Australia mourns a vital conductor, 76

Cancer today claimed Richard Gill, a vital force in Australian music for the past four decades.

Richard taught at the Sydney Conservatorium, was director of chorus at Opera Australia and in 2005 was appointed music director of Victorian Opera.

Latterly, he was head of the Australian Romantic & Classical Orchestra.

A convivial man, he had time for everyone.

 

 

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  • Richard Gill was an extraordinary musician and a great human being. I had the pleasure of working with him on numerous occasions. Always inspirational, supportive and honest. An advocate for music education for every child. May his legacy live on. RIP Richard and thank you.

  • History often records – from a musical perspective – the published names; the composers, the famous recorded conductors, soloists who made iconic recordings; and people who left some physical manifestation of their talent; buildings, instruments, institutions. Even reading the local obituaries of Richard Gill, much seems ephemeral; founded this, led that – even if, to the world at large, many of these bodies seem a bit fungible and intangible. But talk to anyone who had even a passing contact with Richard Gill, and it suddenly becomes evident that his influence was in the hearts and minds of those whose paths he crossed. The man was music personified, in his very being, and it was a contagious and infectious enthusiasm; always at the highest level, and with the enrichment of people – individuals – foremost at its core.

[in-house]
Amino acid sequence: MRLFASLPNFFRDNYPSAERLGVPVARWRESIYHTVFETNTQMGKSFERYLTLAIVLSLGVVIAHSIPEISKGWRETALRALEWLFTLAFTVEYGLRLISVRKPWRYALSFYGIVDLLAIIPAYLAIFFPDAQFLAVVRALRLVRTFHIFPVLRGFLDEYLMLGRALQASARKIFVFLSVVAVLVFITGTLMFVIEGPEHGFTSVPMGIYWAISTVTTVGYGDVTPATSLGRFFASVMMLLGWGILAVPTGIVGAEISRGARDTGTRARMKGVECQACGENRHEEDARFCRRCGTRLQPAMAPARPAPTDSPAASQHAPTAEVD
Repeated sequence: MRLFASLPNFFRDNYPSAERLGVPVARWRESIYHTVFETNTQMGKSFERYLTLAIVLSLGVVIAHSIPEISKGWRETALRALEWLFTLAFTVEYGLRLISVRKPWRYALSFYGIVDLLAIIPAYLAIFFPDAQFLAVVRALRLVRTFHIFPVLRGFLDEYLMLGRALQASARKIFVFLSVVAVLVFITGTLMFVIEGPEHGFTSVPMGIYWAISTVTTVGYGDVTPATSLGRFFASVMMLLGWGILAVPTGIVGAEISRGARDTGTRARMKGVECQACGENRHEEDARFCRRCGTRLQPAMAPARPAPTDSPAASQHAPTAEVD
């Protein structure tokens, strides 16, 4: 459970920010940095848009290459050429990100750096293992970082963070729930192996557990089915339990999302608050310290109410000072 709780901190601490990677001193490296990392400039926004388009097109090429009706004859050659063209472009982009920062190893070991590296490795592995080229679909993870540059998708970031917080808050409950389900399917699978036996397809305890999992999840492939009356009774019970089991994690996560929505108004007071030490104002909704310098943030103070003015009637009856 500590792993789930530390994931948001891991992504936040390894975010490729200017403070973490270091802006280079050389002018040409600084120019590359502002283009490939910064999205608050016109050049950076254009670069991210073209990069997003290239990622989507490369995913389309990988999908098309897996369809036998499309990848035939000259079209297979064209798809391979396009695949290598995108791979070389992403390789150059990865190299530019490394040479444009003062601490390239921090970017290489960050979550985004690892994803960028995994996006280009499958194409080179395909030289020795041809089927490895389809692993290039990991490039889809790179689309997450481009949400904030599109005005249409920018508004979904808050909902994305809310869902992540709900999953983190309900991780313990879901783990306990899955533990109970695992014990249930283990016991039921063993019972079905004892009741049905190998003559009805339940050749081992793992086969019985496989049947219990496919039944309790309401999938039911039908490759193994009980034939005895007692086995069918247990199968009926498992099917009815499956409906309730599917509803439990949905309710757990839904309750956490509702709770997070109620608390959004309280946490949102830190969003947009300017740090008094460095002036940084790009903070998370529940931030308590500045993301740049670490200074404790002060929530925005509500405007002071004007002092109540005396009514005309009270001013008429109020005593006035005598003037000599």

I played under Richard’s baton only a couple of times (in a community orchestra, of all things) some 35 years ago, and yet the memory of the man and his passion is still indelibly impressed upon me all this time later. Since then I’d only seen him on TV, in some expert, or consultative, or even entertainment function, and yet the charisma and passion of the man was ever burning within him.
    Almost universally amongst local musicians – and indeed also the vast Australian diaspora of professional musicians – there will be affection, respect, and love for the work that Gill did; his effect on and inspiration of young musicians, his passion for music that he argued was inherent within every person on the planet. You had the impression with Richard that he thought toddlers should learn to sing at much the same time they learned to talk; everything about him was pointed to everyone gaining connection with the music that lay within us all.
    Gill’s legacy isn’t within sandstone walls, in publications, on bronze plaques, in digital files or on magnetic tapes; his is a living legacy that beats within the hearts of the thousands of singers and instrumentalists whose lives and music that he so passionately enriched with his love, humour and enthusiasm over so many years.
    Vale.

    Graeme Gee

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